Sarah Rodgers is thrilled to be back at the Chemainus Theatre as director for Tennessee Williams’s A Lovely Sunday for Creve Coeur, which continues until Sept. 24.
“This is like an unknown gem. It is so delightful. It has all the delicious language that we love in Tennessee Williams. It’s very funny but it also has a wistfulness to it, a little sadness underneath it. He wrote it later in his life. It isn’t as heavy or as tragic as his earlier work. I love it. It’s sweet and poignant.”
The four actors — Erin Ormond, Stacie Steadman, Kaitlyn Williams and Randi Edmundson — are also an inspiration, Rodgers said.
“They’re perfect. These four characters are so disparate. It’s just a recipe for great comedy.”
And Williams was so sure-handed about knowing when to lay it on thick and when to back off, she said.
“It was produced in 1979 and so it has an influence, I think, of situation comedy. As the play progresses, it gets more and more physical and funnier. It really grows to quite a frenzy by the end.
“And, because we are cooking onstage, the audience has the pleasure of smelling fried chicken and we make devilled eggs as well. My dear Erin Ormond (Bodey) not only has a lot of text, but she also discovered she was going to be doing the cooking. She starts at the top of the show by turning on the burner and she cooks up fried chicken through the whole act. It’s amazing to watch.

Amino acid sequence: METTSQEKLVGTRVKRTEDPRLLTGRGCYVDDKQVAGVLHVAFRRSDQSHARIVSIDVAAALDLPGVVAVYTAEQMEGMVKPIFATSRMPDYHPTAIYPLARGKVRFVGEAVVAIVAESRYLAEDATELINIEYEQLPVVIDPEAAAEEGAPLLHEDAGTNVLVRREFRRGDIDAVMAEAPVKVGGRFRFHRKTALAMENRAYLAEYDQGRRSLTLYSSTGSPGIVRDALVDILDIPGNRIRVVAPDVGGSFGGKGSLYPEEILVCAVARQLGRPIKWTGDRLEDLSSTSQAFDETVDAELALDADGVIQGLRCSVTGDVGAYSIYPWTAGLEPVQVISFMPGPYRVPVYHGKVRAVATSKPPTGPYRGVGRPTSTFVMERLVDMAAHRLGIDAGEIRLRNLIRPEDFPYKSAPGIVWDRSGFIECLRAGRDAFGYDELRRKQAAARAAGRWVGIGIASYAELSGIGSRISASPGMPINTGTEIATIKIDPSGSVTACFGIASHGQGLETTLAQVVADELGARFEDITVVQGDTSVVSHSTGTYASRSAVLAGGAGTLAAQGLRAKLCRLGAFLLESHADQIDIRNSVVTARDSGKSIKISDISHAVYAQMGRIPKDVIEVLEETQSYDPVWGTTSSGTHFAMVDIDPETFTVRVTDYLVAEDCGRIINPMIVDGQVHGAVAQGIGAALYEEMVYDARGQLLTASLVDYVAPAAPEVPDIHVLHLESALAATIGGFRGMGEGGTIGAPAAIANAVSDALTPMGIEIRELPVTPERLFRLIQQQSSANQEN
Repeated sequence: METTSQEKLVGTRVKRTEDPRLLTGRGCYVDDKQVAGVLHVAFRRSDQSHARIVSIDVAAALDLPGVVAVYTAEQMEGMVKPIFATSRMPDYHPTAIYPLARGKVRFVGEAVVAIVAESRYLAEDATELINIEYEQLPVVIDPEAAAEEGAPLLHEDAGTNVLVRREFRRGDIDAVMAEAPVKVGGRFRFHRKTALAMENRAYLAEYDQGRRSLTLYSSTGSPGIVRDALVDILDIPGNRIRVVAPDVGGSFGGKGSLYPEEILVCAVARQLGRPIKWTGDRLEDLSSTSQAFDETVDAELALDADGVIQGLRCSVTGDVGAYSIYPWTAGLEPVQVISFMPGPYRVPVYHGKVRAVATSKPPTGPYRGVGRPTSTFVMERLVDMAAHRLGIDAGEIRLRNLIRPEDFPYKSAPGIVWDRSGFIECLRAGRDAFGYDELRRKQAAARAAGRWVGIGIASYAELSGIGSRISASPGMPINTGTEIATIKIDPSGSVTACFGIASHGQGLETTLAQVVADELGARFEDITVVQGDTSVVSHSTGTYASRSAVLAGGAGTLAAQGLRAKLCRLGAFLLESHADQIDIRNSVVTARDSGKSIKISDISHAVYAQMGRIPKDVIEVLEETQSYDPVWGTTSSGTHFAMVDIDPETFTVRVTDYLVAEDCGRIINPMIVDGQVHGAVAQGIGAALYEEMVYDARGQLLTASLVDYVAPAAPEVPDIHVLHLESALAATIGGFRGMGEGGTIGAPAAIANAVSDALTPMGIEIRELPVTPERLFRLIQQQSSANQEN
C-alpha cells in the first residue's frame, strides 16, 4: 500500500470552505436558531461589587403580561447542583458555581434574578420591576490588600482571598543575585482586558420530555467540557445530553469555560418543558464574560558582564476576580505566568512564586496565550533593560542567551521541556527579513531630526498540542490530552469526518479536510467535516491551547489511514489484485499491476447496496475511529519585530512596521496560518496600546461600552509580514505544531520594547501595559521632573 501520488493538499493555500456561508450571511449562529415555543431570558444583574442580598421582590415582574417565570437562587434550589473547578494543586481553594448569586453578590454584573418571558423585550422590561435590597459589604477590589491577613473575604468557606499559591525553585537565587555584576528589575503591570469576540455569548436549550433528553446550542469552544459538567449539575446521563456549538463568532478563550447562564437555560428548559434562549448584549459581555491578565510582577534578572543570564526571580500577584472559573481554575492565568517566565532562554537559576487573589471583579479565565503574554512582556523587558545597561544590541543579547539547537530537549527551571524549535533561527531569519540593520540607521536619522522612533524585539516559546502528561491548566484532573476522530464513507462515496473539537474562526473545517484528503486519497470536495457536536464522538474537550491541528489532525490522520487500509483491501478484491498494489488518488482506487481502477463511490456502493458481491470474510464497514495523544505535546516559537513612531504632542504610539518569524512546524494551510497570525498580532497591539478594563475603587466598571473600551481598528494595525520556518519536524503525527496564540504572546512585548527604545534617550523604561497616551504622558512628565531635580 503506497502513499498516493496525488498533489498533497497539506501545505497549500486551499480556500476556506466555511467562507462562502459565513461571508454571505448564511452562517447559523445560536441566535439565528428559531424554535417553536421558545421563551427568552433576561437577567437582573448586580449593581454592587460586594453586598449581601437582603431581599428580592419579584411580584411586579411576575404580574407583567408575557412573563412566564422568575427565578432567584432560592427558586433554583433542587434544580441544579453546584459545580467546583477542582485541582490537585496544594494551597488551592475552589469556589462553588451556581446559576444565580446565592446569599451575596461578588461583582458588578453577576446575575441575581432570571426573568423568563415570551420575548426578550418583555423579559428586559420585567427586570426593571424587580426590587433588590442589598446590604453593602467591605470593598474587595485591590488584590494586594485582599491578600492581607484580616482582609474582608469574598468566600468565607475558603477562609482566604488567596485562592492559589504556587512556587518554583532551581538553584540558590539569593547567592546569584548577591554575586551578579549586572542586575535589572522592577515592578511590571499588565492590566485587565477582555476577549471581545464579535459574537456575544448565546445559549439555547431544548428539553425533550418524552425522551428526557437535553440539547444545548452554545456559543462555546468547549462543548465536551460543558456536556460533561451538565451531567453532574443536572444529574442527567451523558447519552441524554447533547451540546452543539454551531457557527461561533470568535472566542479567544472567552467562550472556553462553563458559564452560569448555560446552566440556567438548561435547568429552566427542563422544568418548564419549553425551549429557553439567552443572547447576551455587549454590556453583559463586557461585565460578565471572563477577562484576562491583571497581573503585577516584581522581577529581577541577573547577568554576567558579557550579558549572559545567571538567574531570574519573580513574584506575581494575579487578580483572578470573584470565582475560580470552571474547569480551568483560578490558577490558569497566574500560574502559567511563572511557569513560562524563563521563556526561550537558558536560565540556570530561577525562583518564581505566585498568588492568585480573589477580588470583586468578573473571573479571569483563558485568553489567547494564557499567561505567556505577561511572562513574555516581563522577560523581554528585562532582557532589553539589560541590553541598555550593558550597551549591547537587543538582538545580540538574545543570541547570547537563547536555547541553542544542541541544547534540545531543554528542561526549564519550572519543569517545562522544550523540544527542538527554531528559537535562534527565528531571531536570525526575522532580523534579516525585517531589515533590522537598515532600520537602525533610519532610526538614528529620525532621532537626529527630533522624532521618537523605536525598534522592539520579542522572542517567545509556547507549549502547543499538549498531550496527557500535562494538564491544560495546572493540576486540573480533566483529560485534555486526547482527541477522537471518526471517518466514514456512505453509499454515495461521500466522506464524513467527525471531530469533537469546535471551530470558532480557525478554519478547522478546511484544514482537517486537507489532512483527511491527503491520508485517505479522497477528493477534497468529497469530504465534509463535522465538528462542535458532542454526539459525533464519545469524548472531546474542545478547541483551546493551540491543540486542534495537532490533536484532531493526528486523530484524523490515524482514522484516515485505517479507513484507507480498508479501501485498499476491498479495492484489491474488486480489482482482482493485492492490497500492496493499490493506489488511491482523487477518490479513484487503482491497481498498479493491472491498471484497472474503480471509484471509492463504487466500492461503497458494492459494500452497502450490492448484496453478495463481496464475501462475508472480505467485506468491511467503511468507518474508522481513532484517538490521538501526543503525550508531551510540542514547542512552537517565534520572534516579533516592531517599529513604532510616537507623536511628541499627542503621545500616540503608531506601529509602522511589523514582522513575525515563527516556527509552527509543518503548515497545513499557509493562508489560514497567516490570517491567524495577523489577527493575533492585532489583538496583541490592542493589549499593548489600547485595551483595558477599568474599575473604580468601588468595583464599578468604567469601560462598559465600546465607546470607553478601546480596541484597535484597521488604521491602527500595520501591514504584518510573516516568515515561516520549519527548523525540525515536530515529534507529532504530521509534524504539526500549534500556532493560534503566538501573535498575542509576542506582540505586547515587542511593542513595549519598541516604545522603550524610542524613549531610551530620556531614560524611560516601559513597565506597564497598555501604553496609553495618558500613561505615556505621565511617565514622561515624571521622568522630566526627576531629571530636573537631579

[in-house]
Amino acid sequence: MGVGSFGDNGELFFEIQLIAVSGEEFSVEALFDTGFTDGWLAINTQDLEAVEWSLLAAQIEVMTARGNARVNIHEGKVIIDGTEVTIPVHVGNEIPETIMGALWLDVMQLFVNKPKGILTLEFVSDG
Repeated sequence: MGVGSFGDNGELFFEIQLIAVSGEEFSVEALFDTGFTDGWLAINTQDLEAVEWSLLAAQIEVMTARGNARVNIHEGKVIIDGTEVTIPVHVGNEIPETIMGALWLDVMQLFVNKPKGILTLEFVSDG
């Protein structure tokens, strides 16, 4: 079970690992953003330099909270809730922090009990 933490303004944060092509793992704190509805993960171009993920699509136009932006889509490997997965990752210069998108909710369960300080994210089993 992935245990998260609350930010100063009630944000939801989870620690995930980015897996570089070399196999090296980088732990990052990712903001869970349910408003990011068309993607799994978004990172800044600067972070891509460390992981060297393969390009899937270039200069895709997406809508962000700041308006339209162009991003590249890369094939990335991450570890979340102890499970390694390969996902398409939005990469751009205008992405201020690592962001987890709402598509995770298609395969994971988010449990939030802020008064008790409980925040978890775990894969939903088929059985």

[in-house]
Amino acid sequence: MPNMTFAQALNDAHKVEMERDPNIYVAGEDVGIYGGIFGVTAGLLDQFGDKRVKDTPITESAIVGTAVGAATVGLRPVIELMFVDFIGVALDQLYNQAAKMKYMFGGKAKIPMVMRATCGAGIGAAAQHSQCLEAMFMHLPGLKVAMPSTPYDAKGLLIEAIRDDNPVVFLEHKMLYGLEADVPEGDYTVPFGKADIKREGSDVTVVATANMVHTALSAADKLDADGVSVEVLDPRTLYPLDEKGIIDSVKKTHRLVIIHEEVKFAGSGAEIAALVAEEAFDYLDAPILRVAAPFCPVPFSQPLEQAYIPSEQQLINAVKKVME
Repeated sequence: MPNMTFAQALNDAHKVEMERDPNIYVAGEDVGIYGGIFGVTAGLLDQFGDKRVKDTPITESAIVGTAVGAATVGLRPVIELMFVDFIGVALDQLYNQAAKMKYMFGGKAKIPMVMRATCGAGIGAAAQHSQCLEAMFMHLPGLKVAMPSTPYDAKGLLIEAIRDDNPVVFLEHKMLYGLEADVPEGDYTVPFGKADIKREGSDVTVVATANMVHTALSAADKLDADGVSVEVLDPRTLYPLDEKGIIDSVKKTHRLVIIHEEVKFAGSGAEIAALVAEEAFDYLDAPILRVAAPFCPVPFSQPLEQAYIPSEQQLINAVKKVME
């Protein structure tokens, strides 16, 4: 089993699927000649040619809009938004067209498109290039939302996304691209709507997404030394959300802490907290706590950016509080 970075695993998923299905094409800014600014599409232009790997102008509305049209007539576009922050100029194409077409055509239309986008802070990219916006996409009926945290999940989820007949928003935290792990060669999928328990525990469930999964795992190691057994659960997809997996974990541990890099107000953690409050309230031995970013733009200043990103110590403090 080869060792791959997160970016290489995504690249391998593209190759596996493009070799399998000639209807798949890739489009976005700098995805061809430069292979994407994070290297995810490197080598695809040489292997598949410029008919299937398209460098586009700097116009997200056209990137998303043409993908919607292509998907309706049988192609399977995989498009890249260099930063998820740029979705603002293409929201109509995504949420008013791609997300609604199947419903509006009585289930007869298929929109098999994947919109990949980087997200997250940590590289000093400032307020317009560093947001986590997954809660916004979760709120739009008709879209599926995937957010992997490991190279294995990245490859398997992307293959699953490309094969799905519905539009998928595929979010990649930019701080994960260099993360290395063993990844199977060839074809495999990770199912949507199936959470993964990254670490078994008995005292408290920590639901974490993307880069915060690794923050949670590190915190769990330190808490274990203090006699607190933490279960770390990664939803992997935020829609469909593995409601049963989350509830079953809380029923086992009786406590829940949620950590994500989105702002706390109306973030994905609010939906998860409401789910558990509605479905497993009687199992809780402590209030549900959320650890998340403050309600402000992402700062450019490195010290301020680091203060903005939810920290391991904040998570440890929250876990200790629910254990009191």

“There are all these sound effects that are supposed to be cued in Act One, but we don’t need to do them because it’s sizzling away up there live. During our first run through, I thought, I guess I can’t ask: can we turn down that sizzling? It’s there and wherever it sizzles, it sizzles. Every night will be a little different. It’s really fun,” Rodgers said.
So, as the group prepared for the play, “we’ve also been spending a lot of time looking at fried chicken recipes,” she said.
Mark DuMez found this play and Rodgers is delighted he did.
“I am a huge lover of Tennessee Williams. I know all kinds of obscure one act plays of his and to my dismay I had never heard of this play. But this is such a gem, a beautiful piece. Many of my theatre cohorts are all dashing out now ordering this play to read it. I think that’s because it’s one of his later plays. We’re just not so aware of it.”